Midterm election results bring changes to San Diego
On Tuesday, Nov. 4, San Diego voters — or at least some of them — headed to the polls to decide state, local and national races, as well as several propositions, during the final midterm election of Barack Obama’s presidency. Only one-third of San Diego County’s registered voters submitted a ballot, and the state’s voter turnout was the lowest in decades.
San Diego’s lone City Council race went to Republican newcomer Chris Cate, who bested Democratic opponent Carol Kim by a margin of nearly 10 points. Council Democrats will now hold a 5–4 majority on the Council, a downgrade from the veto-proof 6–3 supermajority held for a brief period following Mayor Kevin Faulconer’s inauguration this spring.
Rep. Susan Davis (D–53), who represents the coverage area of Uptown News, easily defeated Republican challenger and retired Navy SEAL Command Master Chief Larry Wilske by more than a 10-point margin. Davis was first elected to represent the district in 2000.
The state-backed Proposition 1, which will authorize a $7.5 billion bond for various water infrastructure projects, passed by an overwhelming margin. San Diego County Water Authority chair Mark Weston told KPBS that the bond contains $70 million directly available to San Diego, with another $3 billion that San Diego County plans to compete for.
California voters also approved Proposition 47, which will soften penalties for lower-level drug and property crimes, among other violations. Authored by former Police Chief Bill Lansdowne but opposed by other local law officials, including Lansdowne’s successor, Shelley Zimmerman, the nonpartisan Legislative Analyst’s Office said the measure will save state and local criminal justice systems hundreds of millions annually. The Los Angeles Times reported that the measure will cut penalties for one in five of the state’s criminals.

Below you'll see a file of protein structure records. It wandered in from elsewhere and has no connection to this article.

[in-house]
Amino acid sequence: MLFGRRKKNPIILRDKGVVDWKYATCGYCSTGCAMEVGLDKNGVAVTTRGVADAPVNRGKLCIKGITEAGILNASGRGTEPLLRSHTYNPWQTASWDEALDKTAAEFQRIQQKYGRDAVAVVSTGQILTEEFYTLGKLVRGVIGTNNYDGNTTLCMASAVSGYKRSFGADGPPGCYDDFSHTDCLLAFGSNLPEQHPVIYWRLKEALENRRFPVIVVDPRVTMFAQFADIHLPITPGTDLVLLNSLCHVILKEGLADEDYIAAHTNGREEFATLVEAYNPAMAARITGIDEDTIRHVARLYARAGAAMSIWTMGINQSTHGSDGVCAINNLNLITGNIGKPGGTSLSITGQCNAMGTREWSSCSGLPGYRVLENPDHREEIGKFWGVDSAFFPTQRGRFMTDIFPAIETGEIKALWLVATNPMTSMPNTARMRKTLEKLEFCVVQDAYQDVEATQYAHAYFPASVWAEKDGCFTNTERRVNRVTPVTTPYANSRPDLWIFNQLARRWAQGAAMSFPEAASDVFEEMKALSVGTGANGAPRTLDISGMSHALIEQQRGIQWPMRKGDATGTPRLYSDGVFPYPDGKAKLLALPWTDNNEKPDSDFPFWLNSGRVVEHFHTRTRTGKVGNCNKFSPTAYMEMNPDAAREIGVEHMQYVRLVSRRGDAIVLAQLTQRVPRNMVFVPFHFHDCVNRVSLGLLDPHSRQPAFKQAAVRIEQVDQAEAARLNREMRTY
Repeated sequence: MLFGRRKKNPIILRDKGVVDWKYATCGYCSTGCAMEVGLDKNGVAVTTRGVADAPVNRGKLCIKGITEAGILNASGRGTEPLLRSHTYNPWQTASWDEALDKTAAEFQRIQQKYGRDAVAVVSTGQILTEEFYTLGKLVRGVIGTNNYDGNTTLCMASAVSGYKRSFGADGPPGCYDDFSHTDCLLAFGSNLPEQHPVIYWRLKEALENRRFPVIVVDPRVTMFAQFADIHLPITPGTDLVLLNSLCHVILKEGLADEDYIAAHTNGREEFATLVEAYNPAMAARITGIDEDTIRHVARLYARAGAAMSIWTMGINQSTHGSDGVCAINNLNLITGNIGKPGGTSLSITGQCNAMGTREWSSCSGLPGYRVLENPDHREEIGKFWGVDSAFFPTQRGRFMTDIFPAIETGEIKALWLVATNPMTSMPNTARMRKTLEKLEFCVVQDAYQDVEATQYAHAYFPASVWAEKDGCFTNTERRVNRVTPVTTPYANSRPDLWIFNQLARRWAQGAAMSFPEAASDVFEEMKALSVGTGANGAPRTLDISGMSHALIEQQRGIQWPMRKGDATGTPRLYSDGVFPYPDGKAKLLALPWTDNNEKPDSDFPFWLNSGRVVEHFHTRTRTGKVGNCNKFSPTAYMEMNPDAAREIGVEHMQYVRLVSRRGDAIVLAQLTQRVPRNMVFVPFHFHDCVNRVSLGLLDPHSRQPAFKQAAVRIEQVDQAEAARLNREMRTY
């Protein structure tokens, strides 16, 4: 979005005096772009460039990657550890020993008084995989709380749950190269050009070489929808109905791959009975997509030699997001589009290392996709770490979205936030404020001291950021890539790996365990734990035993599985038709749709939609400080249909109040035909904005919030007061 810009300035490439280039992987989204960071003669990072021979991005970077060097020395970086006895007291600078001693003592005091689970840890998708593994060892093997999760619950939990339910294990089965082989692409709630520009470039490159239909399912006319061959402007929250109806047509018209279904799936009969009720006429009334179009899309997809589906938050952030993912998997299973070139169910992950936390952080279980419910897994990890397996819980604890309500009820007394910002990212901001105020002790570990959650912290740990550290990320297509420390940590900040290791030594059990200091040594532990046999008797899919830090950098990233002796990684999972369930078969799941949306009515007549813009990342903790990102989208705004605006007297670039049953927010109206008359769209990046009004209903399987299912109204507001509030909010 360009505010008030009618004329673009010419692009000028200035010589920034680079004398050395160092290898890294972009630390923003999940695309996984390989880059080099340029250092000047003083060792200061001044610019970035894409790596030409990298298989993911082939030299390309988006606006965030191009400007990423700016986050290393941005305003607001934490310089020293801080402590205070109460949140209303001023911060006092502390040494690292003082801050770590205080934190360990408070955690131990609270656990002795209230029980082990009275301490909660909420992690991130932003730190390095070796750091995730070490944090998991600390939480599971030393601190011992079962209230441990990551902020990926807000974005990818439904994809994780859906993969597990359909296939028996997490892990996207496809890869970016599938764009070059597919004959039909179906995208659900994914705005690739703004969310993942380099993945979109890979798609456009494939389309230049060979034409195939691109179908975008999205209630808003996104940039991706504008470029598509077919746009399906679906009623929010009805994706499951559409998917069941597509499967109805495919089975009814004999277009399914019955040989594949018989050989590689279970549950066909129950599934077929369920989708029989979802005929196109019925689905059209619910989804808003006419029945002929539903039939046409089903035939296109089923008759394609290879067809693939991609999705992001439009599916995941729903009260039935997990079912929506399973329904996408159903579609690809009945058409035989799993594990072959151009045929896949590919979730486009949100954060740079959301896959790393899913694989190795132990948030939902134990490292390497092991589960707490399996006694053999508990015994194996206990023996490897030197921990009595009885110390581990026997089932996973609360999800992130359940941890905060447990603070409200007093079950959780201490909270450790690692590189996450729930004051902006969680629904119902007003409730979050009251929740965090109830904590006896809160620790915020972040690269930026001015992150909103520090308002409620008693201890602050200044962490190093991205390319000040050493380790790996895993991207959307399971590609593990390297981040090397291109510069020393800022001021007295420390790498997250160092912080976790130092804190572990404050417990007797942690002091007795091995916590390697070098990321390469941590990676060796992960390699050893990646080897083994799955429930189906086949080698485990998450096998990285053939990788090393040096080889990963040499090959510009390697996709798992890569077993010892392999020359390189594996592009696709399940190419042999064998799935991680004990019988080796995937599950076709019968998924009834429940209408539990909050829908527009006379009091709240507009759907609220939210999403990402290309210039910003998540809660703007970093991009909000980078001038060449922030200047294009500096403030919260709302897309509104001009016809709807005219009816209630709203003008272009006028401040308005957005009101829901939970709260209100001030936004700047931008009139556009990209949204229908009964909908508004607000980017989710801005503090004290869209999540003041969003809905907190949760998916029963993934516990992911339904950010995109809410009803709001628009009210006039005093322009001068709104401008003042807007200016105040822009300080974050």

Nationally, Republicans won the necessary number of seats to gain a majority in the U.S. Senate and increased their majority in the House of Representatives. Conservatives now hold a majority in two out of the three federal branches of government.
Kensington Commons now open
Last month, tenants began moving into the 47,000-square-foot Kensington Commons mixed-use apartments, located on Adams Avenue in the heart of Kensington’s commercial district.
The first floor of the building will be devoted to commercial tenants: UPS, Pacific Dental and Stehly Farms Market, which sells local, organic produce, according to Wermers Multi-Family Corporation, the project’s general contractor.
The development faced opposition from surrounding residents when its plans were first unveiled in 2006. After a lawsuit settlement, plans were ultimately revised, reducing the project’s overall square footage and removing an underground public parking lot. Tenants will still be provided with parking.
The development was designed by Kensington architect Allard Jansen, who resides in the adjacent Kensington Park Plaza, which he designed and constructed in 1999, according to UT San Diego. Rent prices for the 34 one- and two-bedroom apartments range from $2,350 – $2,700.
James Irvine Foundation issues $1m grant to enhance Balboa Park
On Oct. 29, it was announced that funds from a $1 million grant issued by the James Irvine Foundation would go toward several technology upgrades in Balboa Park.